From covering the face of baby girls to "avoid temptation", to allowing sex with the corpse of your dead wife, a psychiatric look at the most misogynistic fatwas and what they say about their authors.
The casuistry allowed in Islam lends wiggle room for some clerics to issue outrageously fatuous fatwas. One of the most recent examples was passed down on February 2013, when a Saudi cleric called for the full-veiling of female babies as means of preventing their sexual molestation. Prior to this safeguard, the head of Al-Azhar University’s Department of Hadith, Cleric Izzat Atiya, issued a similarly witless fatwa in May of 2007. In it, Atiya finally addresses the age-old issue of inter-colleague breastfeeding. “Breastfeeding an adult man five times makes it legal for the woman to sit alone with that man at a closed workplace. Since her work-mate statutorily becomes her foster son, the woman can take off her veil in front of him without being in violation of Islamic rulings,” the Sheikh said, before being dismissed. Completing the hat trick was Moroccan Imam Abdelbari Zemzami in May 2011, who halalized necrophilia on the basis that a husband still has the right to have sex with his dead wife – so long as it happens within the six hours following her death. No shame in religion, they say.
“Those muftis have sexuality issues,” explains Dr. Abubakr Harakat. According to the Moroccan sexologist and psychologist, fatwas like these all fall under perversion, one of the heaviest and most complex chapters in psychopathology. “Necrophilia is part of the sexual perversions: if a man asks a mufti if he’s allowed to have sex with his dead wife, the mufti can answer that death must be respected in the name of religious, moral and social decency. Not to mention that sexual relations require mutual consent…” Dr. Harakat adds: “The men behind those fatwas want to debride an inhibited narcissism, get noticed and indulge themselves.” And perhaps, indulge their fantasies. According to Harakat, the personal peculiarities of individual clerics have a tendency to cloud their objective interpretations. Instead of treading the difficult path of reason and impartial dissection, clerics, he argues, might be emitting opinions that satisfy them personally. What Islamic thinker and reformer Gamal Al-Banna defines as “closure of the gates of Ijtihad” (free interpretation of religious texts) is, for Harakat, a “discharge expressed in terms of perversion: clerics nowadays manipulate religion to satisfy their own sexual frustrations. Through fatwas, they pervert the spirit of the texts they are supposed to honor.”
“The men behind those fatwas want to debride an inhibited narcissism, get noticed and indulge themselves."--Abubakr Harakat, psychologist.
In an essay titled “Ethics, Tradition, Authority: Toward an Anthropology of the Fatwa,” researcher Hussein Ali Agrama relates that in Cairo’s Al-Azhar mosque, a misguided mufti bears “the responsibility for the enactments of the people to whom he issues [the fatwa], a responsibility he will face not in this life, but in the hereafter. Such responsibility is considered so great that some sheikhs (…) prefer not to work in the Fatwa Council or give fatwas generally, even though the latter is considered a general requirement of their profession.” That weightiness of exactitude doesn’t seem to affect the fatwa-mill of Moroccan Sheikh Al-Maghraoui, who permitted the marriage of 9 year-old girls. In the opinion of Dr. Harakat, muftis like Al-Maghraoui or Zemzami take advantage of their authority to expand their audience. “There’s a feeling of omnipotence when issuing fatwas – even when ignorance replaces knowledge. Those muftis represent obscurantism, and not only ideologically. They allegedly violate reason.”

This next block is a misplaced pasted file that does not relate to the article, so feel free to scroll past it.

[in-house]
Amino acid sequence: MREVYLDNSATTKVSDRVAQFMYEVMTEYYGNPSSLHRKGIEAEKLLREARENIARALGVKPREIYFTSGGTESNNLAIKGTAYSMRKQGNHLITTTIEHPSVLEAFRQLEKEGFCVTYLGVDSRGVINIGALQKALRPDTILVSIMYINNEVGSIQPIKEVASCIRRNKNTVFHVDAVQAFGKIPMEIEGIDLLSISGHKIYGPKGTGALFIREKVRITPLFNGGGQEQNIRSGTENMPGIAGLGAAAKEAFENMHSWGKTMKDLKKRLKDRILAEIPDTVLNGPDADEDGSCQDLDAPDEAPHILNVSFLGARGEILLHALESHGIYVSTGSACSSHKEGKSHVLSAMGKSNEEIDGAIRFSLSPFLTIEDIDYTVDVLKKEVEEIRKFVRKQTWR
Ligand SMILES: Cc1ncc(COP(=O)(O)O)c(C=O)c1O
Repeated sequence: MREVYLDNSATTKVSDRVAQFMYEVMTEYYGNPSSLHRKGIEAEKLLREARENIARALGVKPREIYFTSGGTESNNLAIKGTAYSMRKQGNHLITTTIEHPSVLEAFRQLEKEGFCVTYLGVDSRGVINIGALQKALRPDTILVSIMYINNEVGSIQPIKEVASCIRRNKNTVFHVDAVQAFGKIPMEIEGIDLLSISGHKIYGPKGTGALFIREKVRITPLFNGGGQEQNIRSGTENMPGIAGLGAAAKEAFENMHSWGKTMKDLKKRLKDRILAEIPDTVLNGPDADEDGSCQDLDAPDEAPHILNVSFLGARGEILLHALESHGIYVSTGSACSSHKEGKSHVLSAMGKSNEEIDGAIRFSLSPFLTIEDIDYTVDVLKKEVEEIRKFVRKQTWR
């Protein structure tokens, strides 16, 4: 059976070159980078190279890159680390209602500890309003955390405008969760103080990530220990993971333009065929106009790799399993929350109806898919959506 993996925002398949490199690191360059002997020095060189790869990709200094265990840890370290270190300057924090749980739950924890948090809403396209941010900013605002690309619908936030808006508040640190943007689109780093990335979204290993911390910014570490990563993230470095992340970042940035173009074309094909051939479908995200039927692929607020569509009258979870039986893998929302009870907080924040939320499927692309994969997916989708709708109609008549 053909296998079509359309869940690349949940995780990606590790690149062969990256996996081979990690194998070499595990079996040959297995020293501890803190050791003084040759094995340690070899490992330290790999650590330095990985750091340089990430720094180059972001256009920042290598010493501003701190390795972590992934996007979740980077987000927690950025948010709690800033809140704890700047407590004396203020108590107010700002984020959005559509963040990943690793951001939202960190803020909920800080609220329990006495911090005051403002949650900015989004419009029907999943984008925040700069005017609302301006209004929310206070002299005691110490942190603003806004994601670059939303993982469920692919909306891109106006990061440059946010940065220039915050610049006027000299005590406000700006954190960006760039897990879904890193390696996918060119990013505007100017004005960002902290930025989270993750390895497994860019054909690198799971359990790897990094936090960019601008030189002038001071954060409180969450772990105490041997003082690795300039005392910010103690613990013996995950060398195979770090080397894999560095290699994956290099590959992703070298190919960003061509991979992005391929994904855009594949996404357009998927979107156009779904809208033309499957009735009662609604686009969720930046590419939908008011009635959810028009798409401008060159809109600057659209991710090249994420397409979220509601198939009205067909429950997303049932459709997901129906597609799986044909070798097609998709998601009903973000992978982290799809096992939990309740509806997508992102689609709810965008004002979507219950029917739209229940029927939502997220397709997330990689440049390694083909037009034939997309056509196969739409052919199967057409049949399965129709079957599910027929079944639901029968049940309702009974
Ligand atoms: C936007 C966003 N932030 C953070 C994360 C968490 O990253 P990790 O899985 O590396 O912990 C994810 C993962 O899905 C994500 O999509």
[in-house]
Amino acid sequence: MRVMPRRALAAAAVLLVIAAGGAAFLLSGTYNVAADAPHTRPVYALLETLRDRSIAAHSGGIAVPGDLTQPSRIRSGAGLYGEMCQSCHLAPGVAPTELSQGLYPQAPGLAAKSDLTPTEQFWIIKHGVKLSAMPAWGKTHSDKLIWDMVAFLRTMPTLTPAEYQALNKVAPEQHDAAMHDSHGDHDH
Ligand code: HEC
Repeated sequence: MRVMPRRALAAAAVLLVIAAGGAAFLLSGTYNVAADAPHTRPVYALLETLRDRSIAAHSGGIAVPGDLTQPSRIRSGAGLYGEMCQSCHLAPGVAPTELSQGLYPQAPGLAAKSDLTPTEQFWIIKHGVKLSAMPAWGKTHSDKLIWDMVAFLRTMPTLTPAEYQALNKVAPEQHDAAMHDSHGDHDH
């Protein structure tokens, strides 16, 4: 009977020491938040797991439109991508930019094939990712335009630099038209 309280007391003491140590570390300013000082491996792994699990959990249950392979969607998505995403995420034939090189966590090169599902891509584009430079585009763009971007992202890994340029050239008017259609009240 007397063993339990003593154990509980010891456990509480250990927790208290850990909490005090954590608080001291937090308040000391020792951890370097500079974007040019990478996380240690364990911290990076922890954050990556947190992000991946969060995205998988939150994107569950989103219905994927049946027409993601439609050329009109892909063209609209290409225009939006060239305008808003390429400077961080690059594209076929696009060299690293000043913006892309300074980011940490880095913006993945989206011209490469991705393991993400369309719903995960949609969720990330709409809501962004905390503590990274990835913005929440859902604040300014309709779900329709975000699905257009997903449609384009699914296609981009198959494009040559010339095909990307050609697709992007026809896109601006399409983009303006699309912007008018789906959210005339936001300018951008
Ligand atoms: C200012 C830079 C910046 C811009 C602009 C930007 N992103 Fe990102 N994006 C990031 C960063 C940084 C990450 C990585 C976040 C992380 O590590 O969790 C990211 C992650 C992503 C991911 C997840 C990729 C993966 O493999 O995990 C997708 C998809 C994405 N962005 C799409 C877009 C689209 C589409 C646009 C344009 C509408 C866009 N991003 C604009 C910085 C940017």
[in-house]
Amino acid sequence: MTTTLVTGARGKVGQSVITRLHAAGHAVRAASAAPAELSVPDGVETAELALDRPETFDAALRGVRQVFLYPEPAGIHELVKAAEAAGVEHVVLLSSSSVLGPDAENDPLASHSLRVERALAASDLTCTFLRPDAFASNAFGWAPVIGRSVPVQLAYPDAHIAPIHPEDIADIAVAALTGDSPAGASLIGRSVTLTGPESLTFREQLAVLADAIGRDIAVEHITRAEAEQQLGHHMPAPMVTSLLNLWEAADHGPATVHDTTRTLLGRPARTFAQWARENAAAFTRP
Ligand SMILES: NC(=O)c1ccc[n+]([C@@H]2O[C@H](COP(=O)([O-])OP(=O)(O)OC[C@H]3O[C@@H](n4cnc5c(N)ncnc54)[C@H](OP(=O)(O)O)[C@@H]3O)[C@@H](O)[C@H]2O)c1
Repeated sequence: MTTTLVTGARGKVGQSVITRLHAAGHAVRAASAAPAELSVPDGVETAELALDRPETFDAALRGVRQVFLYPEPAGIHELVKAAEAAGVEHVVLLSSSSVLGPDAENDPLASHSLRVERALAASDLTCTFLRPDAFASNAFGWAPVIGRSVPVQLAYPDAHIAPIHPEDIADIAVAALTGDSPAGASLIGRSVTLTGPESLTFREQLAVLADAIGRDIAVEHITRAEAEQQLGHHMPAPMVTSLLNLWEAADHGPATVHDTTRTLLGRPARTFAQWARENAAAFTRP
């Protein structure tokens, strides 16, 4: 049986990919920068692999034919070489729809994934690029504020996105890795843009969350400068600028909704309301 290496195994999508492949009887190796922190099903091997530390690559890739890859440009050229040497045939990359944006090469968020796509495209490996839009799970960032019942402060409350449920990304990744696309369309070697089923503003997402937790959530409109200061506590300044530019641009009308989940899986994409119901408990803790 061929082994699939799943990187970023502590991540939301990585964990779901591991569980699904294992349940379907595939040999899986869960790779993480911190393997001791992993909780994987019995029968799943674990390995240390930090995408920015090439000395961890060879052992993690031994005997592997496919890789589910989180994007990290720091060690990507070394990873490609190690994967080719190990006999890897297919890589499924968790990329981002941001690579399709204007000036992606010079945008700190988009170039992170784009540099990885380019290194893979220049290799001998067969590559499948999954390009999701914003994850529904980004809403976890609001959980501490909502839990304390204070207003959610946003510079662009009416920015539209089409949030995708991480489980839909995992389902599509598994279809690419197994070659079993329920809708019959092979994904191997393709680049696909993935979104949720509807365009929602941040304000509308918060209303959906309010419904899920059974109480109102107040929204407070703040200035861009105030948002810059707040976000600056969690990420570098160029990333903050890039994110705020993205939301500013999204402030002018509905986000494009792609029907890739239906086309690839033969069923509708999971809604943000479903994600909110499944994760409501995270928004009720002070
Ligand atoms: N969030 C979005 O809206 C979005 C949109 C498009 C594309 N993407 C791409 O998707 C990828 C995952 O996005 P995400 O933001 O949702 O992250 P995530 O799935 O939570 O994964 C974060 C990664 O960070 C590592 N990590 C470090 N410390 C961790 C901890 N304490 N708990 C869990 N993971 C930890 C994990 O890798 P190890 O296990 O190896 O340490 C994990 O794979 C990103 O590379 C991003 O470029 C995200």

“The reasoning is primary,” avouches Dr. Harakat. “Everything is connected to the belly and what’s below. The upper floor is offline. Instead of working on their sexual compulsion, they attack and veil women and babies to contain their own frustrations.” This is the product of what Malek Chebel, a specialist of Islam calls “gonadism in Islam.” For Malek Chebel, “the mental structure of Islam is phallic before being patriarchal, anti-women before being misogynist.” What we are left with then is a “denigration of privacy that has led to significant confusion between different levels of the fault.” In the case of February’s fatwa: the man’s potential perversion becomes the baby’s responsibility. Dr. Harakat spells it out best: “foolish muftis embody underdevelopment. Such minds can only hatch in social landfills like our muslim and Arab world.” The sexologist certifies that this cluster of muftis sexualize everything and everyone. ”They do look at women and girls with their penises, not with their eyes. Wanting burkas for babies is repressed pedophilia; arguing that it’s for the good of children makes no sense. It’s like a rapist justifying his act by accusing the skirt of his victim…”
*Ayla is a Moroccan journalist specialized in underground culture.